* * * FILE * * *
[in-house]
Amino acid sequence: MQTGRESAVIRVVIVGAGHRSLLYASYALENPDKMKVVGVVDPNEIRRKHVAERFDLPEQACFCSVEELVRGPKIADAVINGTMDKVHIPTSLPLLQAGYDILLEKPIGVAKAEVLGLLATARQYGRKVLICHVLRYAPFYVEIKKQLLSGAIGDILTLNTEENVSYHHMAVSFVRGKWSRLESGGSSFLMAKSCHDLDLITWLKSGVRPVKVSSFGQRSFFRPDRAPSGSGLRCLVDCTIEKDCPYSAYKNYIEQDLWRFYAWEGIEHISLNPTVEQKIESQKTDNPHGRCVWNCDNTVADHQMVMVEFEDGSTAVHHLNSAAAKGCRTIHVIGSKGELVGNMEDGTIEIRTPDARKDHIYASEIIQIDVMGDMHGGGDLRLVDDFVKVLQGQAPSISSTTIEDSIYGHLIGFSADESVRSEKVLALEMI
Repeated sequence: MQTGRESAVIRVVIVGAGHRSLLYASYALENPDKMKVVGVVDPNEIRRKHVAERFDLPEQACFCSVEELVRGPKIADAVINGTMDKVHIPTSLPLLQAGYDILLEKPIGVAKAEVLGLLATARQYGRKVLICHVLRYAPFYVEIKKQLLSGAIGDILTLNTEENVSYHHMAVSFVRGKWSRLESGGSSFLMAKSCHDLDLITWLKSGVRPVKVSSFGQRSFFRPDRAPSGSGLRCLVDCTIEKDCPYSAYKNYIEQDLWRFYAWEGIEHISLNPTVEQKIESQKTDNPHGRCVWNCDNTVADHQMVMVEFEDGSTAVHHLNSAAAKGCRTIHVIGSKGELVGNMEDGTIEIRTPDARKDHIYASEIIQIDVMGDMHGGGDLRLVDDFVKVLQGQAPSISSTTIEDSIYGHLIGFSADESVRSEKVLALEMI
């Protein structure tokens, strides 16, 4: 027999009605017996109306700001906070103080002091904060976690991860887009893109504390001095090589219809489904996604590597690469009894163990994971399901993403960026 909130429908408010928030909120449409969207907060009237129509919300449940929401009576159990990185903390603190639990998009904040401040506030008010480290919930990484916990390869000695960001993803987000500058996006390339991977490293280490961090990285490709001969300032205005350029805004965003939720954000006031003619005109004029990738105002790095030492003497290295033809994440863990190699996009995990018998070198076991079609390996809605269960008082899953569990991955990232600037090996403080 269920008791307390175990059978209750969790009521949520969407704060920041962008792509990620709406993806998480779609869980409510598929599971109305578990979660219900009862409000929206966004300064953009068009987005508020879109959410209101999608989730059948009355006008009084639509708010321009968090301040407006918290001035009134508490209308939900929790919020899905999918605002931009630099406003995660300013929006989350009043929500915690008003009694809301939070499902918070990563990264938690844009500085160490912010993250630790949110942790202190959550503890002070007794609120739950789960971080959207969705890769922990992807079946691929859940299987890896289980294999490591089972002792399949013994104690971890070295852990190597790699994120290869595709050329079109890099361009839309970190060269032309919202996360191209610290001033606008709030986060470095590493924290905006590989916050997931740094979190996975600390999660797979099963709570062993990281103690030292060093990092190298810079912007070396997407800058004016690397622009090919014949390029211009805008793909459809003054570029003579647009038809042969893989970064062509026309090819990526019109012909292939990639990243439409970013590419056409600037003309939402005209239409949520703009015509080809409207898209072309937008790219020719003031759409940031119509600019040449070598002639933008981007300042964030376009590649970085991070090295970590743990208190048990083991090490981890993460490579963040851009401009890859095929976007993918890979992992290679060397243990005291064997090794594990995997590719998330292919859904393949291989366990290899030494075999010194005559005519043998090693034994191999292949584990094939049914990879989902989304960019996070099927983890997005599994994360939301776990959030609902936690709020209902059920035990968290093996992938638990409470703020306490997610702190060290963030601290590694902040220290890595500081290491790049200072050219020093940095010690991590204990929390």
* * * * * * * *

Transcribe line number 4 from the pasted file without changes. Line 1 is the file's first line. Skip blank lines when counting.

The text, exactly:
């Protein structure tokens, strides 16, 4: 027999009605017996109306700001906070103080002091904060976690991860887009893109504390001095090589219809489904996604590597690469009894163990994971399901993403960026 909130429908408010928030909120449409969207907060009237129509919300449940929401009576159990990185903390603190639990998009904040401040506030008010480290919930990484916990390869000695960001993803987000500058996006390339991977490293280490961090990285490709001969300032205005350029805004965003939720954000006031003619005109004029990738105002790095030492003497290295033809994440863990190699996009995990018998070198076991079609390996809605269960008082899953569990991955990232600037090996403080 269920008791307390175990059978209750969790009521949520969407704060920041962008792509990620709406993806998480779609869980409510598929599971109305578990979660219900009862409000929206966004300064953009068009987005508020879109959410209101999608989730059948009355006008009084639509708010321009968090301040407006918290001035009134508490209308939900929790919020899905999918605002931009630099406003995660300013929006989350009043929500915690008003009694809301939070499902918070990563990264938690844009500085160490912010993250630790949110942790202190959550503890002070007794609120739950789960971080959207969705890769922990992807079946691929859940299987890896289980294999490591089972002792399949013994104690971890070295852990190597790699994120290869595709050329079109890099361009839309970190060269032309919202996360191209610290001033606008709030986060470095590493924290905006590989916050997931740094979190996975600390999660797979099963709570062993990281103690030292060093990092190298810079912007070396997407800058004016690397622009090919014949390029211009805008793909459809003054570029003579647009038809042969893989970064062509026309090819990526019109012909292939990639990243439409970013590419056409600037003309939402005209239409949520703009015509080809409207898209072309937008790219020719003031759409940031119509600019040449070598002639933008981007300042964030376009590649970085991070090295970590743990208190048990083991090490981890993460490579963040851009401009890859095929976007993918890979992992290679060397243990005291064997090794594990995997590719998330292919859904393949291989366990290899030494075999010194005559005519043998090693034994191999292949584990094939049914990879989902989304960019996070099927983890997005599994994360939301776990959030609902936690709020209902059920035990968290093996992938638990409470703020306490997610702190060290963030601290590694902040220290890595500081290491790049200072050219020093940095010690991590204990929390």